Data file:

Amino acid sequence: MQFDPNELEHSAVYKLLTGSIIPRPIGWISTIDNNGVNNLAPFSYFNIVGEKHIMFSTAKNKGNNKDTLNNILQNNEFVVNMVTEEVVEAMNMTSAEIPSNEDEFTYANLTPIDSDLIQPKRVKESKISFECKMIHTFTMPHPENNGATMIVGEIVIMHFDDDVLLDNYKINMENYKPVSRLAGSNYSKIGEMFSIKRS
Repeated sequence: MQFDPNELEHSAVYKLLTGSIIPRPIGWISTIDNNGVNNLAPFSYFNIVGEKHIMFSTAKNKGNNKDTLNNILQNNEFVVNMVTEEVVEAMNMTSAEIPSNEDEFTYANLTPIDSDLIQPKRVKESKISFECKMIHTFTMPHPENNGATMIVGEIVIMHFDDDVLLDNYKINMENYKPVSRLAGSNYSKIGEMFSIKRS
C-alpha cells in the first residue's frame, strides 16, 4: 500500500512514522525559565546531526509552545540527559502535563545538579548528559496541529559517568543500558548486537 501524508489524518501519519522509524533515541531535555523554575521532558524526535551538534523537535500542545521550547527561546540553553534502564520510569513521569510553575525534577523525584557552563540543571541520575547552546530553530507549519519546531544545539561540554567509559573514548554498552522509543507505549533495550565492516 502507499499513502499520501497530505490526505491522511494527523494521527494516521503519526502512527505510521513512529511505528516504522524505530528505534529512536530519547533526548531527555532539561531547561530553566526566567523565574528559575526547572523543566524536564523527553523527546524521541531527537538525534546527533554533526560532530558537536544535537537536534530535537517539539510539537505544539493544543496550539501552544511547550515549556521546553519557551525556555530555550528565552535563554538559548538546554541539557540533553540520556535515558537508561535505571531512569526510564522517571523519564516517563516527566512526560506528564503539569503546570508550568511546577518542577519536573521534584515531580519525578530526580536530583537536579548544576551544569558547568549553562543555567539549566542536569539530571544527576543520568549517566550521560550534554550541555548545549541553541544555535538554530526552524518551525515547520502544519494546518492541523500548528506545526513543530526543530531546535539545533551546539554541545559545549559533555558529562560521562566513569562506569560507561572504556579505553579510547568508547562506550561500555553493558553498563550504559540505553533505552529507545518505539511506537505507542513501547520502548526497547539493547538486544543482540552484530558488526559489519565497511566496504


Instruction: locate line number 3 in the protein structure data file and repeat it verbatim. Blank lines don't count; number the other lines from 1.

C-alpha cells in the first residue's frame, strides 16, 4: 500500500512514522525559565546531526509552545540527559502535563545538579548528559496541529559517568543500558548486537 501524508489524518501519519522509524533515541531535555523554575521532558524526535551538534523537535500542545521550547527561546540553553534502564520510569513521569510553575525534577523525584557552563540543571541520575547552546530553530507549519519546531544545539561540554567509559573514548554498552522509543507505549533495550565492516 502507499499513502499520501497530505490526505491522511494527523494521527494516521503519526502512527505510521513512529511505528516504522524505530528505534529512536530519547533526548531527555532539561531547561530553566526566567523565574528559575526547572523543566524536564523527553523527546524521541531527537538525534546527533554533526560532530558537536544535537537536534530535537517539539510539537505544539493544543496550539501552544511547550515549556521546553519557551525556555530555550528565552535563554538559548538546554541539557540533553540520556535515558537508561535505571531512569526510564522517571523519564516517563516527566512526560506528564503539569503546570508550568511546577518542577519536573521534584515531580519525578530526580536530583537536579548544576551544569558547568549553562543555567539549566542536569539530571544527576543520568549517566550521560550534554550541555548545549541553541544555535538554530526552524518551525515547520502544519494546518492541523500548528506545526513543530526543530531546535539545533551546539554541545559545549559533555558529562560521562566513569562506569560507561572504556579505553579510547568508547562506550561500555553493558553498563550504559540505553533505552529507545518505539511506537505507542513501547520502548526497547539493547538486544543482540552484530558488526559489519565497511566496504